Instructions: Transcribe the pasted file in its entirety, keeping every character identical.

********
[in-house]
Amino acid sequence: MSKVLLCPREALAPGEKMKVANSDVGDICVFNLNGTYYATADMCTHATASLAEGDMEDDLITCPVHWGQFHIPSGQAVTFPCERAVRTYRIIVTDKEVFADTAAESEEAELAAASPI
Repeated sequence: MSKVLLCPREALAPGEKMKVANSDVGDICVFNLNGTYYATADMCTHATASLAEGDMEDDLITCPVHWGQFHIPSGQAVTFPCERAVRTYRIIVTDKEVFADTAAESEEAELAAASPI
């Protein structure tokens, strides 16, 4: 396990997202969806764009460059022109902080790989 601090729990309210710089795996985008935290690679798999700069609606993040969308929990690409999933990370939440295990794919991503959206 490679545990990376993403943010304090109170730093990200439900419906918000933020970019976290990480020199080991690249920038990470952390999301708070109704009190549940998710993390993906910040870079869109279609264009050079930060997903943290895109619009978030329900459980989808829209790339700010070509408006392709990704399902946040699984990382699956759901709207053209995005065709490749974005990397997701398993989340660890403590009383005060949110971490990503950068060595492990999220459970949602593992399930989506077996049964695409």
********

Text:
[in-house]
Amino acid sequence: MSKVLLCPREALAPGEKMKVANSDVGDICVFNLNGTYYATADMCTHATASLAEGDMEDDLITCPVHWGQFHIPSGQAVTFPCERAVRTYRIIVTDKEVFADTAAESEEAELAAASPI
Repeated sequence: MSKVLLCPREALAPGEKMKVANSDVGDICVFNLNGTYYATADMCTHATASLAEGDMEDDLITCPVHWGQFHIPSGQAVTFPCERAVRTYRIIVTDKEVFADTAAESEEAELAAASPI
């Protein structure tokens, strides 16, 4: 396990997202969806764009460059022109902080790989 601090729990309210710089795996985008935290690679798999700069609606993040969308929990690409999933990370939440295990794919991503959206 490679545990990376993403943010304090109170730093990200439900419906918000933020970019976290990480020199080991690249920038990470952390999301708070109704009190549940998710993390993906910040870079869109279609264009050079930060997903943290895109619009978030329900459980989808829209790339700010070509408006392709990704399902946040699984990382699956759901709207053209995005065709490749974005990397997701398993989340660890403590009383005060949110971490990503950068060595492990999220459970949602593992399930989506077996049964695409």